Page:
Symbolism plays a central role in religious life. A symbol is a material object that represents, or stands for, a spiritual reality. The symbol partakes of the dignity of this invisible reality and makes it physically present. Its purpose is to establish a harmony between the soul and the body of the faithful, the spiritual and the material. For the posture of the body is bound to have an influence on the soul, just as the inner attitude of the soul calls for an adequate bodily expression. All of us know that if we were privileged to have a supernatural vision, we would immediately kneel and even prostrate ourselves. We only need to read the New Testament: when Christ performed a miracle, its beneficiary prostrated himself and adored him.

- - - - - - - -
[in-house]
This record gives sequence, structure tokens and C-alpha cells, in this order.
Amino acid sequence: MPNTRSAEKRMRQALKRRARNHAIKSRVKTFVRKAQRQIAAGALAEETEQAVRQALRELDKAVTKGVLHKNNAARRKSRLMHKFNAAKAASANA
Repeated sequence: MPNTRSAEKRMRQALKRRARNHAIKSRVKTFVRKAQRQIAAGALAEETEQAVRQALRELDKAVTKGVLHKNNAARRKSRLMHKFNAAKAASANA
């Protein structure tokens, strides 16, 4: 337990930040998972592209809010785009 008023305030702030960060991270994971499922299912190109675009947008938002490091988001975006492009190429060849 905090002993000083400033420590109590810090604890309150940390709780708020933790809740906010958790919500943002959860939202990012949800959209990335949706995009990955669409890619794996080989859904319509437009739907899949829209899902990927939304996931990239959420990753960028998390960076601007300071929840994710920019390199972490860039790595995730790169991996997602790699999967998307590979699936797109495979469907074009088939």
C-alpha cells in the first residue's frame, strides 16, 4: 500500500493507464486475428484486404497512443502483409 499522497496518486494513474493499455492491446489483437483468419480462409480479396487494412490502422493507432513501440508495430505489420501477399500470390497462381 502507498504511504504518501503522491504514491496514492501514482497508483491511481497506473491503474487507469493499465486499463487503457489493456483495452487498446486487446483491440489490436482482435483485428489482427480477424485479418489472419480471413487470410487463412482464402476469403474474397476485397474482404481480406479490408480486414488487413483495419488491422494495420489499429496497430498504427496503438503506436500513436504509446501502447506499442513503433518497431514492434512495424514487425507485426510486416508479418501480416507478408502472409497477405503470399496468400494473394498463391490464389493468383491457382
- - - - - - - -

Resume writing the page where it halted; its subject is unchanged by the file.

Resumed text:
The kneeling posture when the faithful recite the words “et incarnatus est” (and became flesh) in the Creed and the beating of one's breast in the Confiteor are powerful expressions of one's adoration and one's sinfulness, respectively. Today, the number of times that a priest bows or genuflects in front of the altar has been substantially reduced. And yet repetition is of great significance in religious life. The “Mea culpa” used to be repeated three times. The “Dominus vobiscum” is like a sweet refrain that keeps reminding us of the living participation of the faithful in the Holy Sacrifice taking place on what should be an altar. The value of repetition becomes obvious when we compare a sentence communicating information (today is Saturday), and one which conveys an affective content (today is the Feast of All Souls). In the first case, repetition is inane once the message has been perceived. In the second case, repetition is never "repetitious"; it is old and always new, as St. Augustine said. What would we think of a husband who never told his wife that he loved her, on the ground that she had already received this "information" when he asked her to marry him? The sweet words "I love you" are never old: each one of them is a new blossom on the tree of love. The Bible and the liturgy illustrate this powerfully: holy, holy, holy, sanctus, sanctus, sanctus. In heaven, the whole choir of the blessed ones will eternally sing God's praise, without ever exhausting its plenitude. How deeply meaningful it was that the celebrant first prayed the Confiteor, followed by the faithful acknowledging their guilt to him—who, while performing the Sacred Mystery, is in persona Christi—and not to their brothers and sisters as is the practice today.